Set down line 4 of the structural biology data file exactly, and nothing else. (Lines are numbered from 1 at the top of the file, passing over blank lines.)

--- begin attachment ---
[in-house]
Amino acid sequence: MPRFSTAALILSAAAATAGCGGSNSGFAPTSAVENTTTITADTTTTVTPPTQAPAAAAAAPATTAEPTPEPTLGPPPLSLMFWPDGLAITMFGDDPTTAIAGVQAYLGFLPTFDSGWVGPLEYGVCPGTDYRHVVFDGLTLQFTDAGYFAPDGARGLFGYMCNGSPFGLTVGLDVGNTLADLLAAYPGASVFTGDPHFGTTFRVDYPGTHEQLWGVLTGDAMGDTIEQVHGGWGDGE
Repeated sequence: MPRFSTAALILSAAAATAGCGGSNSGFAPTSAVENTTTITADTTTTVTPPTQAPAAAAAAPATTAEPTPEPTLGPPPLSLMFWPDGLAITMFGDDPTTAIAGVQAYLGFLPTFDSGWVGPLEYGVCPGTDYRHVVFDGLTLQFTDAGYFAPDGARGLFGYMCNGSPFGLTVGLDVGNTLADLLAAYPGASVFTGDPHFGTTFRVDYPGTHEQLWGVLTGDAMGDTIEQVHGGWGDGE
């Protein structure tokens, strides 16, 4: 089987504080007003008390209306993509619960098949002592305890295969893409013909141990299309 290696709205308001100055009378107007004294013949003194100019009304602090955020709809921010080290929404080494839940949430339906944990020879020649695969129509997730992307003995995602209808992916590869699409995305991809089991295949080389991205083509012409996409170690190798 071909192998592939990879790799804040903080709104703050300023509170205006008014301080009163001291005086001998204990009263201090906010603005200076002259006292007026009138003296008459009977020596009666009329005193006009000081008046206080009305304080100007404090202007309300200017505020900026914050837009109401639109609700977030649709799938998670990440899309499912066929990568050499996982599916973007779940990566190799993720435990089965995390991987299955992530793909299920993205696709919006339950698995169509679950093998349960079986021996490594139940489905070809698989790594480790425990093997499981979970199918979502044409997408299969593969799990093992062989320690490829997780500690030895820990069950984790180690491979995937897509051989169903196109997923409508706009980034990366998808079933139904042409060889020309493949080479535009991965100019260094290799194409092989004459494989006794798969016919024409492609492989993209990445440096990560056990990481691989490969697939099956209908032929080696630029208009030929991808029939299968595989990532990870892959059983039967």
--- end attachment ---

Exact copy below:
């Protein structure tokens, strides 16, 4: 089987504080007003008390209306993509619960098949002592305890295969893409013909141990299309 290696709205308001100055009378107007004294013949003194100019009304602090955020709809921010080290929404080494839940949430339906944990020879020649695969129509997730992307003995995602209808992916590869699409995305991809089991295949080389991205083509012409996409170690190798 071909192998592939990879790799804040903080709104703050300023509170205006008014301080009163001291005086001998204990009263201090906010603005200076002259006292007026009138003296008459009977020596009666009329005193006009000081008046206080009305304080100007404090202007309300200017505020900026914050837009109401639109609700977030649709799938998670990440899309499912066929990568050499996982599916973007779940990566190799993720435990089965995390991987299955992530793909299920993205696709919006339950698995169509679950093998349960079986021996490594139940489905070809698989790594480790425990093997499981979970199918979502044409997408299969593969799990093992062989320690490829997780500690030895820990069950984790180690491979995937897509051989169903196109997923409508706009980034990366998808079933139904042409060889020309493949080479535009991965100019260094290799194409092989004459494989006794798969016919024409492609492989993209990445440096990560056990990481691989490969697939099956209908032929080696630029208009030929991808029939299968595989990532990870892959059983039967």